Reference

Cartwright EJ, Pierret C, Minassian C, et al. Alcohol use and sustained virologic response to hepatitis C virus direct-acting antiviral therapy. JAMA Netw Open. 2023;6(9):e2335715. doi:10.1001/jamanetworkopen.2023.35715

SDGs, Targets, and Indicators

  1. SDG 3: Good Health and Well-being

    • Target 3.3: By 2030, end the epidemics of AIDS, tuberculosis, malaria, and neglected tropical diseases and combat hepatitis, water-borne diseases, and other communicable diseases.
    • Indicator 3.3.1: Number of new HIV infections per 1,000 uninfected population, by sex, age, and key populations.
    • Indicator 3.3.2: Tuberculosis incidence per 100,000 population.
    • Indicator 3.3.3: Malaria incidence per 1,000 population.
    • Indicator 3.3.4: Hepatitis B incidence per 100,000 population.
    • Indicator 3.3.5: Hepatitis C incidence per 100,000 population.
  2. SDG 6: Clean Water and Sanitation

    • Target 6.1: By 2030, achieve universal and equitable access to safe and affordable drinking water for all.
    • Indicator 6.1.1: Proportion of population using safely managed drinking water services.

Analysis

1. Which SDGs are addressed or connected to the issues highlighted in the article?

The SDGs that are addressed or connected to the issues highlighted in the article are SDG 3: Good Health and Well-being and SDG 6: Clean Water and Sanitation.

2. What specific targets under those SDGs can be identified based on the article’s content?

Based on the article’s content, the specific targets that can be identified are:

– Target 3.3: By 2030, end the epidemics of AIDS, tuberculosis, malaria, and neglected tropical diseases and combat hepatitis, water-borne diseases, and other communicable diseases.

– Target 6.1: By 2030, achieve universal and equitable access to safe and affordable drinking water for all.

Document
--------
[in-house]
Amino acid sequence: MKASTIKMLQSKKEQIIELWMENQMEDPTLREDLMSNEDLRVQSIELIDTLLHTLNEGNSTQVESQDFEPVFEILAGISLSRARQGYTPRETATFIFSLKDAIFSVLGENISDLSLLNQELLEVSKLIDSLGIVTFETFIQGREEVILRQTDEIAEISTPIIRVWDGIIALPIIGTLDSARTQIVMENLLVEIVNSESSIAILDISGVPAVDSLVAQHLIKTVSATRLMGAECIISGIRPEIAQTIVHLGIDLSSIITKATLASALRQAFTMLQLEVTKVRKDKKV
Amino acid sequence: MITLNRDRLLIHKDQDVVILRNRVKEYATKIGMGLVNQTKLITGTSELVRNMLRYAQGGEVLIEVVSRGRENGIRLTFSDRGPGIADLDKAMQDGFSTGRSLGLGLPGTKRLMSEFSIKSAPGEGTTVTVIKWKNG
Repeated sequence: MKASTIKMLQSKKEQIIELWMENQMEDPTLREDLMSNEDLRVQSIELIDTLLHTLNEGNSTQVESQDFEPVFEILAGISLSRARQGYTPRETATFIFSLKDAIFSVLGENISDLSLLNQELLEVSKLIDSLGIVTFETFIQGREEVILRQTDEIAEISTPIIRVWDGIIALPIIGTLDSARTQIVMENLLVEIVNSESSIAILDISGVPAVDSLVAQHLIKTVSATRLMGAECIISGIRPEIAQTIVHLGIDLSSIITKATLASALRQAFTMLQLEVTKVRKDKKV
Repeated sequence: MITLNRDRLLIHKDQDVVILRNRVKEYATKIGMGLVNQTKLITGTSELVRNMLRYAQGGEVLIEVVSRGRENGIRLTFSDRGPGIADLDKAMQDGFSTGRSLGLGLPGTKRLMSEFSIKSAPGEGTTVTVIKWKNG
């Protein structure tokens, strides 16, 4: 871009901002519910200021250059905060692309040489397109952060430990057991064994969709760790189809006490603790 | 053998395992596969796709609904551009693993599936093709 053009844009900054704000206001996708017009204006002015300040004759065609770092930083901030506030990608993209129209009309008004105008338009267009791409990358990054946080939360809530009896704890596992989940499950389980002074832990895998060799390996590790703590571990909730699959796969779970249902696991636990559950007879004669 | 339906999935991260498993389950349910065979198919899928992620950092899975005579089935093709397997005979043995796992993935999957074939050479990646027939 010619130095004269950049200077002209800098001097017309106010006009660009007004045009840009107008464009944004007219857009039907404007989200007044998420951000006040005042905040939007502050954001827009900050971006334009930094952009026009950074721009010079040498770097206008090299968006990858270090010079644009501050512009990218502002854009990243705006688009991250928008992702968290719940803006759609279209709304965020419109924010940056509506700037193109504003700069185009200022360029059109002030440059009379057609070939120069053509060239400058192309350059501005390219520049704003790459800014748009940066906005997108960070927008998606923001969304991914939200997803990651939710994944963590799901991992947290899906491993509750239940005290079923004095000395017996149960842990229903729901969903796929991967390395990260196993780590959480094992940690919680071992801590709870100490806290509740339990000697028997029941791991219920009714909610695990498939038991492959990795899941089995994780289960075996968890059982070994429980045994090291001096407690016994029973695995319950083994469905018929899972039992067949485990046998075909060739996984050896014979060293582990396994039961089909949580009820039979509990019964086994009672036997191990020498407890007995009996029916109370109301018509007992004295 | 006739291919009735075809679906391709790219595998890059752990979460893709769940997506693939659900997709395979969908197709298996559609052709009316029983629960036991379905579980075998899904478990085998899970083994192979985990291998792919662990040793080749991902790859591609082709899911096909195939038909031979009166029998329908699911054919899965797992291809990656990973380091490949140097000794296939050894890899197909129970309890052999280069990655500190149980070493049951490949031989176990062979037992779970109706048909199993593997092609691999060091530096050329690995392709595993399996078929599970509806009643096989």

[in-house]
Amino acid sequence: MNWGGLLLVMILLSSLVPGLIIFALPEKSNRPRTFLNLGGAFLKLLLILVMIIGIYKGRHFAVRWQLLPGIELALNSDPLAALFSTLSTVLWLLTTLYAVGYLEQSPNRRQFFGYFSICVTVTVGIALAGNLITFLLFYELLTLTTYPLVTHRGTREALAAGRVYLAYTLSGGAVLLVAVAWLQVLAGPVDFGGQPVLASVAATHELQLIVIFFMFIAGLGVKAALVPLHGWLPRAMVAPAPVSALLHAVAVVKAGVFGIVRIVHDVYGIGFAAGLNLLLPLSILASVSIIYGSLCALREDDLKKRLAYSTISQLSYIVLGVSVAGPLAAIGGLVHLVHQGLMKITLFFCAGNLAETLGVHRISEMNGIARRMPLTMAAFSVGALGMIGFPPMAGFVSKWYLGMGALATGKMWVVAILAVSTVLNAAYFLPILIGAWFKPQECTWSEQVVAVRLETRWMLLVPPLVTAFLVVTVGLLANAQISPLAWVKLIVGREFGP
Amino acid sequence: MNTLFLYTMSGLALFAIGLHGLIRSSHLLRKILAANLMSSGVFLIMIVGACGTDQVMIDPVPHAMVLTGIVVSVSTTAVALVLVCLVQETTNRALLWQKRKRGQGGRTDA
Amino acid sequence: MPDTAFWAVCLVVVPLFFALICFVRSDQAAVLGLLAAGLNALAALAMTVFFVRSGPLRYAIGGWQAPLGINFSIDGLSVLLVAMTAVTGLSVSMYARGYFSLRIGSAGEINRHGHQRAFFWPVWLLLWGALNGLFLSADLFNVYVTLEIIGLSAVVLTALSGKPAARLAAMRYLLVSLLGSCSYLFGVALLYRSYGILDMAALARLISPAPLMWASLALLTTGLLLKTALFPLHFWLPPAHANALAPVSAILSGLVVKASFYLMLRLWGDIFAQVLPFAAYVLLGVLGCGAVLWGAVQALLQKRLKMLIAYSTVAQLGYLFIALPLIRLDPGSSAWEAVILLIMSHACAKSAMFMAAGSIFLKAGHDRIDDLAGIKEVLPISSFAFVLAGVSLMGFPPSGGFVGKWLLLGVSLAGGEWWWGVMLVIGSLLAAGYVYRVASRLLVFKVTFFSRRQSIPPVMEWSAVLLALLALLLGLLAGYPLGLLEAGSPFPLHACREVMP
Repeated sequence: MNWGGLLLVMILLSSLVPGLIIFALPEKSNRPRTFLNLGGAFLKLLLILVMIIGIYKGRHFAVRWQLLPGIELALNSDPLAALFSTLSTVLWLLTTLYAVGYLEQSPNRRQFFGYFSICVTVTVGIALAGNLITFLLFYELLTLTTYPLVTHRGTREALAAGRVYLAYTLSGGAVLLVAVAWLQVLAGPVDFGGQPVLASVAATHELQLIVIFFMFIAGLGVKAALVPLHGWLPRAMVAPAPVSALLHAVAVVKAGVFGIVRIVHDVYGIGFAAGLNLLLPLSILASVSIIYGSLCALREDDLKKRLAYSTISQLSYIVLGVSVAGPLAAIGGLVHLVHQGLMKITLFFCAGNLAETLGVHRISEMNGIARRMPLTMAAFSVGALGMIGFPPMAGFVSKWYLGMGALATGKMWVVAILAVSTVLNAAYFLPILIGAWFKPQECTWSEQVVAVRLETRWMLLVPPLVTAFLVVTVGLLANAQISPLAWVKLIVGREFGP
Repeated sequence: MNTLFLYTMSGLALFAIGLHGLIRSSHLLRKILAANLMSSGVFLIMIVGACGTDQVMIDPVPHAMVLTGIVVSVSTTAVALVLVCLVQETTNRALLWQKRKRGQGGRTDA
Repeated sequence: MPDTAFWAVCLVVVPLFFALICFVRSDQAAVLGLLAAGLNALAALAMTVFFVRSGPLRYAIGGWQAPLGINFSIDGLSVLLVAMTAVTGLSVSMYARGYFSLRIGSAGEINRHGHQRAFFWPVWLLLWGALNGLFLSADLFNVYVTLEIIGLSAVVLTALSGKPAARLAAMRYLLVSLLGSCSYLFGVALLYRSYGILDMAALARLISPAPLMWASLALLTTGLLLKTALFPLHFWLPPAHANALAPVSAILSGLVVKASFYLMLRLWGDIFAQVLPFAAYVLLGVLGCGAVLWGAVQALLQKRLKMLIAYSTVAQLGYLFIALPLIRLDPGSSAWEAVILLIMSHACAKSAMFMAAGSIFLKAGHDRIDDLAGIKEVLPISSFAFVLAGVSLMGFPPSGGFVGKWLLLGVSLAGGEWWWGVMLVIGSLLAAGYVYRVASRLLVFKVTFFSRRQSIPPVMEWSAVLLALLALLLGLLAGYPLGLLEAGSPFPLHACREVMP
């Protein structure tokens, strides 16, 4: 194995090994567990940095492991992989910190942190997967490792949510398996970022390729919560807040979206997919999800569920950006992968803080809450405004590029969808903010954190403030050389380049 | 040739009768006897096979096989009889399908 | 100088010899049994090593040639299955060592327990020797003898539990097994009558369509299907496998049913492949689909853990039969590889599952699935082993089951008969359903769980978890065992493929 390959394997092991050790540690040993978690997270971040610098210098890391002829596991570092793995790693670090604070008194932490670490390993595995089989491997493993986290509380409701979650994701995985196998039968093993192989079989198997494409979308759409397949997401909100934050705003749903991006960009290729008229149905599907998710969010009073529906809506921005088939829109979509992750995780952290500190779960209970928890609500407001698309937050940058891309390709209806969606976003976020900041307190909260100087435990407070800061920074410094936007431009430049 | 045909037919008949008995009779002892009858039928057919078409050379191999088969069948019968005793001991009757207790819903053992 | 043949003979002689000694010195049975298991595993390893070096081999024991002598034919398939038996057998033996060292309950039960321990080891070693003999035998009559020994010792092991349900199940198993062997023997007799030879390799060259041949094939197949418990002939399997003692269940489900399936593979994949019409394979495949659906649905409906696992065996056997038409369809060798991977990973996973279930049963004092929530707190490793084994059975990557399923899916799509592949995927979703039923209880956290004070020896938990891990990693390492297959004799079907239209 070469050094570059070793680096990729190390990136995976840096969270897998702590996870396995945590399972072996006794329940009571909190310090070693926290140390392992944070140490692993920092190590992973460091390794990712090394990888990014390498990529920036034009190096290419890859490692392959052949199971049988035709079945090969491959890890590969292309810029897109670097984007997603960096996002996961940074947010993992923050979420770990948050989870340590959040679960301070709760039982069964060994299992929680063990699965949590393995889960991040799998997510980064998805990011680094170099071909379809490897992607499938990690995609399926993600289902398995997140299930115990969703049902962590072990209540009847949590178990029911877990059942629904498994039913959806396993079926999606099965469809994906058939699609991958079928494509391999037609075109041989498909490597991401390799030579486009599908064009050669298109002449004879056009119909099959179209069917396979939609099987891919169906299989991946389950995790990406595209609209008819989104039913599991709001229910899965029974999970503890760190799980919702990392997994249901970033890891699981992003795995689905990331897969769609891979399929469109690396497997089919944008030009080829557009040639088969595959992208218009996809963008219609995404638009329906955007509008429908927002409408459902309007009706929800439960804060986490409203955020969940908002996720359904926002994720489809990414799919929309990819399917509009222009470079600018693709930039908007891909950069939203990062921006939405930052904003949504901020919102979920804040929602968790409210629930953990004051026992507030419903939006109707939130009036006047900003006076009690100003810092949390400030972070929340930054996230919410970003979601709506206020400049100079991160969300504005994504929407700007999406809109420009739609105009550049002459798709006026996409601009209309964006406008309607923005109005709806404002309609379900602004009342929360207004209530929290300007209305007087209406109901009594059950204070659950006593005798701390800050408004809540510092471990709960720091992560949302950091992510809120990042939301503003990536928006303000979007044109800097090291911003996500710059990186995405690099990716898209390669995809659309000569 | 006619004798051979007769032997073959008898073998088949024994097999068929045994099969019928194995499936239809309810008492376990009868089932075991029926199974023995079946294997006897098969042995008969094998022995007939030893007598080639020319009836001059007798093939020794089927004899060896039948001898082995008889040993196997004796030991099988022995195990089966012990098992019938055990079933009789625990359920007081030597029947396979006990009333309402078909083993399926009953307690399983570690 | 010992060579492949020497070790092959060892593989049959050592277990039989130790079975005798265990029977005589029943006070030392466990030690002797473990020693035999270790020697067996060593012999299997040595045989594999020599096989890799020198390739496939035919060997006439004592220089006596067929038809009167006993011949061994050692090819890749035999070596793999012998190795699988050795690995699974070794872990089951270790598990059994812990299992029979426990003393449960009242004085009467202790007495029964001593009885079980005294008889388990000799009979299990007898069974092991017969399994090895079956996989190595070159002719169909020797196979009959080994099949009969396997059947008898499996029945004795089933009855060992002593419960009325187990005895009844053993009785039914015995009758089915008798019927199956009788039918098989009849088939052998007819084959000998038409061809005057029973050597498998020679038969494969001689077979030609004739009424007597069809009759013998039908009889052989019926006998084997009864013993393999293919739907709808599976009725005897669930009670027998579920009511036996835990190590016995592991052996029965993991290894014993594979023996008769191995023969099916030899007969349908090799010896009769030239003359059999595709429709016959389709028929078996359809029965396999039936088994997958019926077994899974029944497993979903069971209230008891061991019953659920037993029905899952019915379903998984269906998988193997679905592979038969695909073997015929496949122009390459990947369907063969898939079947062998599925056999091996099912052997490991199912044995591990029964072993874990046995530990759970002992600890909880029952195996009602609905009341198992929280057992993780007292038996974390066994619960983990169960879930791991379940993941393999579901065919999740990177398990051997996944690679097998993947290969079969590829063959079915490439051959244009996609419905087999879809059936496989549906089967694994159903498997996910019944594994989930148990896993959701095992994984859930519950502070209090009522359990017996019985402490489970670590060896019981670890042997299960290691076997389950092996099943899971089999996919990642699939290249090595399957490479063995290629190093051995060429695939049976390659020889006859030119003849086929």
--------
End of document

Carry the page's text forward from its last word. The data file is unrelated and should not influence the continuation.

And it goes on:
3. Are there any indicators mentioned or implied in the article that can be used to measure progress towards the identified targets?

Yes, there are indicators mentioned in the article that can be used to measure progress towards the identified targets:

– Indicator 3.3.5: Hepatitis C incidence per 100,000 population.

– Indicator 6.1.1: Proportion of population using safely managed drinking water services.

These indicators can be used to measure the progress in combating hepatitis C and ensuring access to safe drinking water.

Table: SDGs, Targets, and Indicators

SDGs Targets Indicators
SDG 3: Good Health and Well-being Target 3.3: By 2030, end the epidemics of AIDS, tuberculosis, malaria, and neglected tropical diseases and combat hepatitis, water-borne diseases, and other communicable diseases.
  • Indicator 3.3.5: Hepatitis C incidence per 100,000 population.
SDG 6: Clean Water and Sanitation Target 6.1: By 2030, achieve universal and equitable access to safe and affordable drinking water for all.
  • Indicator 6.1.1: Proportion of population using safely managed drinking water services.

Behold! This splendid article springs forth from the wellspring of knowledge, shaped by a wondrous proprietary AI technology that delved into a vast ocean of data, illuminating the path towards the Sustainable Development Goals. Remember that all rights are reserved by SDG Investors LLC, empowering us to champion progress together.

Source: ajmc.com